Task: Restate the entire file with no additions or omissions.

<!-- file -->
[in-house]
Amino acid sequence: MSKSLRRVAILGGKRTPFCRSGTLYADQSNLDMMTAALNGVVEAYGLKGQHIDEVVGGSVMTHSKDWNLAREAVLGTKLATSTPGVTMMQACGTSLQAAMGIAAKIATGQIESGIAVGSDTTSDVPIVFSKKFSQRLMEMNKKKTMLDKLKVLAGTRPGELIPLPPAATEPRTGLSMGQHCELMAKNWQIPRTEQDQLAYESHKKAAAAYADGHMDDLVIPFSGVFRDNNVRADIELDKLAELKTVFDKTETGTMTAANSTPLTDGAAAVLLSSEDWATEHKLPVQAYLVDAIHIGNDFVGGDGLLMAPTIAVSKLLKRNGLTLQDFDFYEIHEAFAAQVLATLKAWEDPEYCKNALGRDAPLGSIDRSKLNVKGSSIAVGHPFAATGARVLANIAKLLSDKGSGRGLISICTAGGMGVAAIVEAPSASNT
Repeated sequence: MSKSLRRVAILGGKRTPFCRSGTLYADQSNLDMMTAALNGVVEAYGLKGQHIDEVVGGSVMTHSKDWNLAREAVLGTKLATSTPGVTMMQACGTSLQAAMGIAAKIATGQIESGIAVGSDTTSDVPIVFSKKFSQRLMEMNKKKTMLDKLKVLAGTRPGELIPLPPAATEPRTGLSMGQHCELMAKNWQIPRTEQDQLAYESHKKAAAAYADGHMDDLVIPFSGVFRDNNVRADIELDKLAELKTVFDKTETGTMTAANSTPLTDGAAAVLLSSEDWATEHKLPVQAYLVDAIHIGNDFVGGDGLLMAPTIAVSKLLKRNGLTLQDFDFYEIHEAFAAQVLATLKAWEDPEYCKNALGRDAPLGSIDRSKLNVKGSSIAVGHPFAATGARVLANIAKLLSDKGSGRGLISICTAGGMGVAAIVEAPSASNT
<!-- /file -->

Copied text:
[in-house]
Amino acid sequence: MSKSLRRVAILGGKRTPFCRSGTLYADQSNLDMMTAALNGVVEAYGLKGQHIDEVVGGSVMTHSKDWNLAREAVLGTKLATSTPGVTMMQACGTSLQAAMGIAAKIATGQIESGIAVGSDTTSDVPIVFSKKFSQRLMEMNKKKTMLDKLKVLAGTRPGELIPLPPAATEPRTGLSMGQHCELMAKNWQIPRTEQDQLAYESHKKAAAAYADGHMDDLVIPFSGVFRDNNVRADIELDKLAELKTVFDKTETGTMTAANSTPLTDGAAAVLLSSEDWATEHKLPVQAYLVDAIHIGNDFVGGDGLLMAPTIAVSKLLKRNGLTLQDFDFYEIHEAFAAQVLATLKAWEDPEYCKNALGRDAPLGSIDRSKLNVKGSSIAVGHPFAATGARVLANIAKLLSDKGSGRGLISICTAGGMGVAAIVEAPSASNT
Repeated sequence: MSKSLRRVAILGGKRTPFCRSGTLYADQSNLDMMTAALNGVVEAYGLKGQHIDEVVGGSVMTHSKDWNLAREAVLGTKLATSTPGVTMMQACGTSLQAAMGIAAKIATGQIESGIAVGSDTTSDVPIVFSKKFSQRLMEMNKKKTMLDKLKVLAGTRPGELIPLPPAATEPRTGLSMGQHCELMAKNWQIPRTEQDQLAYESHKKAAAAYADGHMDDLVIPFSGVFRDNNVRADIELDKLAELKTVFDKTETGTMTAANSTPLTDGAAAVLLSSEDWATEHKLPVQAYLVDAIHIGNDFVGGDGLLMAPTIAVSKLLKRNGLTLQDFDFYEIHEAFAAQVLATLKAWEDPEYCKNALGRDAPLGSIDRSKLNVKGSSIAVGHPFAATGARVLANIAKLLSDKGSGRGLISICTAGGMGVAAIVEAPSASNT